Diet-induced mood changes in normal populations

J Psychiatr Res. 1982-1983;17(2):147-54. doi: 10.1016/0022-3956(82)90016-4.


Using an 11-item questionnaire and a double-blind experimental design, changes in mood, hunger and food preference after taking caffeine (100 mg), tryptophan (500 mg), tyrosine (500 mg) or placebo, were investigated in 60 volunteers. At the end of the study, volunteers also ranked the four treatments on a sedation/stimulation scale. Caffeine significantly increased scores for wakefulness, vigor, clarity of mind, energy, feeling full of ideas, feeling full of go and feeling efficient. Caffeine was also ranked as the most stimulating treatment (p less than 0.001). Tyrosine produced no changes, while tryptophan shifted mean scores towards somnolent and lethargic, and was ranked most sedating (p less than 0.05). None of the treatments changed hunger ratings or carbohydrate/protein preference.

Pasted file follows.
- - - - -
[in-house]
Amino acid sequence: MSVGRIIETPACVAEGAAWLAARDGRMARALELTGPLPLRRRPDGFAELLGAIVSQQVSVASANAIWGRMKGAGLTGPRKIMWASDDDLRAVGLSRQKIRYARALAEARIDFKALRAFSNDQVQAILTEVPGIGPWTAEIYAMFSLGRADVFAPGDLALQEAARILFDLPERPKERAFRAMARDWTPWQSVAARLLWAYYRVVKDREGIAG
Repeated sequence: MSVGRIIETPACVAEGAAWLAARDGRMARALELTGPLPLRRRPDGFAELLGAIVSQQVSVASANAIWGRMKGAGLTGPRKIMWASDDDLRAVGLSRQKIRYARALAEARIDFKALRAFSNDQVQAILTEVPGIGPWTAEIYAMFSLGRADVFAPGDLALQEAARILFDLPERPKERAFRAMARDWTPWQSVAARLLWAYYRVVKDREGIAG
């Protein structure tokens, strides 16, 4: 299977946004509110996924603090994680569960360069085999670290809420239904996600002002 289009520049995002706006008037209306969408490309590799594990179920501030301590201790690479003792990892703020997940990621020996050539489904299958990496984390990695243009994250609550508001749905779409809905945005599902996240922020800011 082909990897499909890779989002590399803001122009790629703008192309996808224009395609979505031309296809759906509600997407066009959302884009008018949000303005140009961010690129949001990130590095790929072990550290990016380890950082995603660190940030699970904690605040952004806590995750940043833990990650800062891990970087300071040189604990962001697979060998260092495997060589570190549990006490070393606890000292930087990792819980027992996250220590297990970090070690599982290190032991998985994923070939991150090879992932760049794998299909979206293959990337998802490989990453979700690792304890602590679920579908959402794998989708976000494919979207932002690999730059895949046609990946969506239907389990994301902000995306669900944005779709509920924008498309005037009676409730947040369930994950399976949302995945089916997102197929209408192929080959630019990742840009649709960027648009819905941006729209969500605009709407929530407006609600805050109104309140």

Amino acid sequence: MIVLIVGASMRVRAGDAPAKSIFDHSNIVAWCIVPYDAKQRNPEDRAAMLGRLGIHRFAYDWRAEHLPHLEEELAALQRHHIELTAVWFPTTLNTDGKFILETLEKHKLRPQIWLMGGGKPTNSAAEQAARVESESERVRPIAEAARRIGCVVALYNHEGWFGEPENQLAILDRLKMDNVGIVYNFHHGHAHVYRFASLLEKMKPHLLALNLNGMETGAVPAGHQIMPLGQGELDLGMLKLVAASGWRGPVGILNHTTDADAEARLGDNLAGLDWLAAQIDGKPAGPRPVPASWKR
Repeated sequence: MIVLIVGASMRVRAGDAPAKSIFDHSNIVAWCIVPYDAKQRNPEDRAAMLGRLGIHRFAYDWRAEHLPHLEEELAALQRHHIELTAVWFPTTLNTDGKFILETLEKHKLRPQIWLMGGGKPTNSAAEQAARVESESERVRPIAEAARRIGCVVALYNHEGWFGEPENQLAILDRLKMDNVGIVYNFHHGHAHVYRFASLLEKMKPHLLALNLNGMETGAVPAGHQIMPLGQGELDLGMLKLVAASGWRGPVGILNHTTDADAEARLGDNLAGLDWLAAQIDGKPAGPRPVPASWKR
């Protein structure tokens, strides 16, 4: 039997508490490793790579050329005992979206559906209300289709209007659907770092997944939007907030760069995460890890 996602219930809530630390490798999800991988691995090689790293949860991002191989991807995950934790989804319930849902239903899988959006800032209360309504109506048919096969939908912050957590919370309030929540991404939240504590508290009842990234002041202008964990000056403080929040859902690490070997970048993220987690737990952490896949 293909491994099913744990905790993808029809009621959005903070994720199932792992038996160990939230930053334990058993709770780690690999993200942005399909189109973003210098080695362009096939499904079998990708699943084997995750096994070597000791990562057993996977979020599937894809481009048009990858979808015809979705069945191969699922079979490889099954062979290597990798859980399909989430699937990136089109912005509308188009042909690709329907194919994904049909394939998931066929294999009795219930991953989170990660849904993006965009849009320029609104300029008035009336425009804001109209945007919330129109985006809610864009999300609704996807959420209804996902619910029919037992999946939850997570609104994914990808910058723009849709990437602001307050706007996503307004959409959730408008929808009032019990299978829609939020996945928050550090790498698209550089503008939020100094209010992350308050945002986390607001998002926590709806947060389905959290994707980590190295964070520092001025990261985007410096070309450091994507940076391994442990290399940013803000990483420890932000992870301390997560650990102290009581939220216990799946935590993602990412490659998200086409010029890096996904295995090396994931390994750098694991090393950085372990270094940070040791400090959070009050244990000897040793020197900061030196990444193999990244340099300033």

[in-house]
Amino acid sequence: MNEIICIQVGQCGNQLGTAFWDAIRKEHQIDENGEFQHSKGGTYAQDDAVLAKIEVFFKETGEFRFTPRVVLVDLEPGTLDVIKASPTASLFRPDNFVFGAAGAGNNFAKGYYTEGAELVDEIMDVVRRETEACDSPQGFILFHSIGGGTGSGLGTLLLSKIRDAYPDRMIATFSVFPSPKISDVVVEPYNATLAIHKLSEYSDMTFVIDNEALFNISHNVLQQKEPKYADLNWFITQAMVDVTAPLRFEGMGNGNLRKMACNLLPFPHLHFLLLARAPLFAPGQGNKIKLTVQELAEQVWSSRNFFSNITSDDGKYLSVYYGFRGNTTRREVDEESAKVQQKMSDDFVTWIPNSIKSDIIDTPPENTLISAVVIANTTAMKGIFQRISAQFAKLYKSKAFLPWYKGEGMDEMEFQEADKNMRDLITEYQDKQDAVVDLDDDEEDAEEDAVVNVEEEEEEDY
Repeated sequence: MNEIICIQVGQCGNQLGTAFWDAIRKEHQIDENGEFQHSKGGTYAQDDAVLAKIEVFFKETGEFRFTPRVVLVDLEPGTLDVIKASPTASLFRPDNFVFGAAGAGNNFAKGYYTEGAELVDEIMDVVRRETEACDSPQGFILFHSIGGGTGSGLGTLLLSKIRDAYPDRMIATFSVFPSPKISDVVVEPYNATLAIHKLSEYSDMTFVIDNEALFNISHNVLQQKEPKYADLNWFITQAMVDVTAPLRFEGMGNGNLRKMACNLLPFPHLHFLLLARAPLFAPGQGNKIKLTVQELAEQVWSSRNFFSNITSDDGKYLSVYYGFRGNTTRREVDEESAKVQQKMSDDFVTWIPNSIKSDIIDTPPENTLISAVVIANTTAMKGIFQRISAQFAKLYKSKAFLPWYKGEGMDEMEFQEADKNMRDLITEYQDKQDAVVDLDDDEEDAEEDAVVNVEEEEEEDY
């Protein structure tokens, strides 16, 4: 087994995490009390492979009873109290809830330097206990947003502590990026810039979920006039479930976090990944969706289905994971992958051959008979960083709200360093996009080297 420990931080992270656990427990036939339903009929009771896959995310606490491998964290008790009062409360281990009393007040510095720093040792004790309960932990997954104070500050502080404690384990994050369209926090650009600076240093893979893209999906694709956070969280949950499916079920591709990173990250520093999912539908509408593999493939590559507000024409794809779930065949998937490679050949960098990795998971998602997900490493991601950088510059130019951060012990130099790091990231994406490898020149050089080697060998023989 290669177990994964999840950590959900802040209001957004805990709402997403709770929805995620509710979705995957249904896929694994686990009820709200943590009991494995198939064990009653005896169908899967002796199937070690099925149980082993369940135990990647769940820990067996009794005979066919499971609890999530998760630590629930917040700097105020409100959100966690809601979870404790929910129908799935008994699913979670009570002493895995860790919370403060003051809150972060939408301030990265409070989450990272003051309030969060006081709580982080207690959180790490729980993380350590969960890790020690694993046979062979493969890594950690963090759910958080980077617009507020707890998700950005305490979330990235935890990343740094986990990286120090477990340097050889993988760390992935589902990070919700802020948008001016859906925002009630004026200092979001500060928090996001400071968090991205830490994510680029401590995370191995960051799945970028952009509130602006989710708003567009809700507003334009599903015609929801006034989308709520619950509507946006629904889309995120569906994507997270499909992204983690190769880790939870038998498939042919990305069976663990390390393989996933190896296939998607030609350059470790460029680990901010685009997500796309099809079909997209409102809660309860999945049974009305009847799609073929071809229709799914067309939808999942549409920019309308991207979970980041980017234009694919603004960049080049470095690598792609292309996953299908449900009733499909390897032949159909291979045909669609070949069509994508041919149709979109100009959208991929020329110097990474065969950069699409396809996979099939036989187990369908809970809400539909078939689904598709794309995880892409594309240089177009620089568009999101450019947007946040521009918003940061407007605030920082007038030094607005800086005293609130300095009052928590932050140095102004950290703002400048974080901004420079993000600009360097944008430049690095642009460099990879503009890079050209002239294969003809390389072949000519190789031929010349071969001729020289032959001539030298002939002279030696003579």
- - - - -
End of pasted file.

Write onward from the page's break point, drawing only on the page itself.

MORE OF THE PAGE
Publication types

  • Review

MeSH terms

  • Adolescent
  • Adult
  • Caffeine / pharmacology*
  • Diet
  • Emotions / drug effects*
  • Female
  • Humans
  • Male
  • Middle Aged
  • Sleep Stages / drug effects
  • Tryptophan / pharmacology*
  • Tyrosine / pharmacology*


  • Caffeine
  • Tyrosine
  • Tryptophan